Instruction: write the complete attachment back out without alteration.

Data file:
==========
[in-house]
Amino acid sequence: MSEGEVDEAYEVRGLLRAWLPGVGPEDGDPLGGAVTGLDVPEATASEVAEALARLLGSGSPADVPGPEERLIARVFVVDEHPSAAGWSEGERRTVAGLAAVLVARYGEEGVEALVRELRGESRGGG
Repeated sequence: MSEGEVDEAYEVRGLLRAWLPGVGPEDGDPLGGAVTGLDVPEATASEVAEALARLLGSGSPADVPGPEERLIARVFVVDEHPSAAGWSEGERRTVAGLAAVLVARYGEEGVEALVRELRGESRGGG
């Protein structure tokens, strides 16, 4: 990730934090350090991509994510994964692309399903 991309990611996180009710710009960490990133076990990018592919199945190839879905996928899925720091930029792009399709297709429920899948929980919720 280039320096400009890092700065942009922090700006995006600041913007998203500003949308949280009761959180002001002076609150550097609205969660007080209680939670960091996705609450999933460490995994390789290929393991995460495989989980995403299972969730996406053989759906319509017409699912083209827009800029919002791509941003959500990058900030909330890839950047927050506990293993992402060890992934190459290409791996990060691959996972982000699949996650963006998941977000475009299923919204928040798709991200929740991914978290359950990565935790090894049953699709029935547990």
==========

[in-house]
Amino acid sequence: MSEGEVDEAYEVRGLLRAWLPGVGPEDGDPLGGAVTGLDVPEATASEVAEALARLLGSGSPADVPGPEERLIARVFVVDEHPSAAGWSEGERRTVAGLAAVLVARYGEEGVEALVRELRGESRGGG
Repeated sequence: MSEGEVDEAYEVRGLLRAWLPGVGPEDGDPLGGAVTGLDVPEATASEVAEALARLLGSGSPADVPGPEERLIARVFVVDEHPSAAGWSEGERRTVAGLAAVLVARYGEEGVEALVRELRGESRGGG
């Protein structure tokens, strides 16, 4: 990730934090350090991509994510994964692309399903 991309990611996180009710710009960490990133076990990018592919199945190839879905996928899925720091930029792009399709297709429920899948929980919720 280039320096400009890092700065942009922090700006995006600041913007998203500003949308949280009761959180002001002076609150550097609205969660007080209680939670960091996705609450999933460490995994390789290929393991995460495989989980995403299972969730996406053989759906319509017409699912083209827009800029919002791509941003959500990058900030909330890839950047927050506990293993992402060890992934190459290409791996990060691959996972982000699949996650963006998941977000475009299923919204928040798709991200929740991914978290359950990565935790090894049953699709029935547990």